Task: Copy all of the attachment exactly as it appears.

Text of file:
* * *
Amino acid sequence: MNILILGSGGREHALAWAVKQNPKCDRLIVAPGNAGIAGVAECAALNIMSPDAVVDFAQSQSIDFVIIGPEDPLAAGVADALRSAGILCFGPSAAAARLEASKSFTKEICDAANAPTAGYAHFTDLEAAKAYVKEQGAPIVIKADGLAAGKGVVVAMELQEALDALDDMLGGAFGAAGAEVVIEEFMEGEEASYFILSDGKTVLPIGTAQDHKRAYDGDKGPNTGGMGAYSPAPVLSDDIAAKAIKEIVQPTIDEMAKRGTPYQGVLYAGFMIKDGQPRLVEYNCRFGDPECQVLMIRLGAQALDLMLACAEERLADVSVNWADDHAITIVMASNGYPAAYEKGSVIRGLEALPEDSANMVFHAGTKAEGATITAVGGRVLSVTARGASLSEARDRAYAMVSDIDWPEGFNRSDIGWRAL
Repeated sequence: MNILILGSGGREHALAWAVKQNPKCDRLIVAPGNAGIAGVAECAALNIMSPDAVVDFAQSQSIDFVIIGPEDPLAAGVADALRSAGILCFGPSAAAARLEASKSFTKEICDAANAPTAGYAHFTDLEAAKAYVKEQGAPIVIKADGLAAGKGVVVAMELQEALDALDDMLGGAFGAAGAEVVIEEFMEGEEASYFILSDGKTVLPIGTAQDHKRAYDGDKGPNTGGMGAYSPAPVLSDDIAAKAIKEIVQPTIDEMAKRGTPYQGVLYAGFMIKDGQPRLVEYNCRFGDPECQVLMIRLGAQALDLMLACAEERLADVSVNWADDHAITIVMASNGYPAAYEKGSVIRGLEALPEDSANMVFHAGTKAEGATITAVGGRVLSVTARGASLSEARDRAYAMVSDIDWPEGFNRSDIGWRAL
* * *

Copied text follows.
Amino acid sequence: MNILILGSGGREHALAWAVKQNPKCDRLIVAPGNAGIAGVAECAALNIMSPDAVVDFAQSQSIDFVIIGPEDPLAAGVADALRSAGILCFGPSAAAARLEASKSFTKEICDAANAPTAGYAHFTDLEAAKAYVKEQGAPIVIKADGLAAGKGVVVAMELQEALDALDDMLGGAFGAAGAEVVIEEFMEGEEASYFILSDGKTVLPIGTAQDHKRAYDGDKGPNTGGMGAYSPAPVLSDDIAAKAIKEIVQPTIDEMAKRGTPYQGVLYAGFMIKDGQPRLVEYNCRFGDPECQVLMIRLGAQALDLMLACAEERLADVSVNWADDHAITIVMASNGYPAAYEKGSVIRGLEALPEDSANMVFHAGTKAEGATITAVGGRVLSVTARGASLSEARDRAYAMVSDIDWPEGFNRSDIGWRAL
Repeated sequence: MNILILGSGGREHALAWAVKQNPKCDRLIVAPGNAGIAGVAECAALNIMSPDAVVDFAQSQSIDFVIIGPEDPLAAGVADALRSAGILCFGPSAAAARLEASKSFTKEICDAANAPTAGYAHFTDLEAAKAYVKEQGAPIVIKADGLAAGKGVVVAMELQEALDALDDMLGGAFGAAGAEVVIEEFMEGEEASYFILSDGKTVLPIGTAQDHKRAYDGDKGPNTGGMGAYSPAPVLSDDIAAKAIKEIVQPTIDEMAKRGTPYQGVLYAGFMIKDGQPRLVEYNCRFGDPECQVLMIRLGAQALDLMLACAEERLADVSVNWADDHAITIVMASNGYPAAYEKGSVIRGLEALPEDSANMVFHAGTKAEGATITAVGGRVLSVTARGASLSEARDRAYAMVSDIDWPEGFNRSDIGWRAL